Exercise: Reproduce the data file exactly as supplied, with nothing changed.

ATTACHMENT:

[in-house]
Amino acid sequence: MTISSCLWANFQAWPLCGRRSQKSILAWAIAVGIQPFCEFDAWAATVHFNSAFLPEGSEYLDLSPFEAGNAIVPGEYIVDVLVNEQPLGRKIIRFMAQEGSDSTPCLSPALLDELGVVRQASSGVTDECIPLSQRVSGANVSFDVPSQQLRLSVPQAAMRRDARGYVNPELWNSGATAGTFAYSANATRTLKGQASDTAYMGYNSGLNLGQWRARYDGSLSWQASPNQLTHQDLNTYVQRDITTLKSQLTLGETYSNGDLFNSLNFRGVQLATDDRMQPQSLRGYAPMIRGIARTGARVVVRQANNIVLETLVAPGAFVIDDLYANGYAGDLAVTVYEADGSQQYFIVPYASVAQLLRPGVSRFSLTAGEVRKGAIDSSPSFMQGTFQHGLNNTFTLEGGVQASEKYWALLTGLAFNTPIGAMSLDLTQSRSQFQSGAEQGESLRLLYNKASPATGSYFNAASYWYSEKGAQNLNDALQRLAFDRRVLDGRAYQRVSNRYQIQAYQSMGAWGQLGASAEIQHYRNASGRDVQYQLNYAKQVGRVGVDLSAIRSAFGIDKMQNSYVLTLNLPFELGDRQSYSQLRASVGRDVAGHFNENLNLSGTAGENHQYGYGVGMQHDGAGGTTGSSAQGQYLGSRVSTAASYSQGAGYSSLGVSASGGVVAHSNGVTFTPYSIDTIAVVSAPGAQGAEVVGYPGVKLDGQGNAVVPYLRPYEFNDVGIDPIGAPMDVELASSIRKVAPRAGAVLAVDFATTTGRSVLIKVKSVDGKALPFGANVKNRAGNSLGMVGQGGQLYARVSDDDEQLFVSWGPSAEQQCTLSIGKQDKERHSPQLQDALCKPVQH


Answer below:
[in-house]
Amino acid sequence: MTISSCLWANFQAWPLCGRRSQKSILAWAIAVGIQPFCEFDAWAATVHFNSAFLPEGSEYLDLSPFEAGNAIVPGEYIVDVLVNEQPLGRKIIRFMAQEGSDSTPCLSPALLDELGVVRQASSGVTDECIPLSQRVSGANVSFDVPSQQLRLSVPQAAMRRDARGYVNPELWNSGATAGTFAYSANATRTLKGQASDTAYMGYNSGLNLGQWRARYDGSLSWQASPNQLTHQDLNTYVQRDITTLKSQLTLGETYSNGDLFNSLNFRGVQLATDDRMQPQSLRGYAPMIRGIARTGARVVVRQANNIVLETLVAPGAFVIDDLYANGYAGDLAVTVYEADGSQQYFIVPYASVAQLLRPGVSRFSLTAGEVRKGAIDSSPSFMQGTFQHGLNNTFTLEGGVQASEKYWALLTGLAFNTPIGAMSLDLTQSRSQFQSGAEQGESLRLLYNKASPATGSYFNAASYWYSEKGAQNLNDALQRLAFDRRVLDGRAYQRVSNRYQIQAYQSMGAWGQLGASAEIQHYRNASGRDVQYQLNYAKQVGRVGVDLSAIRSAFGIDKMQNSYVLTLNLPFELGDRQSYSQLRASVGRDVAGHFNENLNLSGTAGENHQYGYGVGMQHDGAGGTTGSSAQGQYLGSRVSTAASYSQGAGYSSLGVSASGGVVAHSNGVTFTPYSIDTIAVVSAPGAQGAEVVGYPGVKLDGQGNAVVPYLRPYEFNDVGIDPIGAPMDVELASSIRKVAPRAGAVLAVDFATTTGRSVLIKVKSVDGKALPFGANVKNRAGNSLGMVGQGGQLYARVSDDDEQLFVSWGPSAEQQCTLSIGKQDKERHSPQLQDALCKPVQH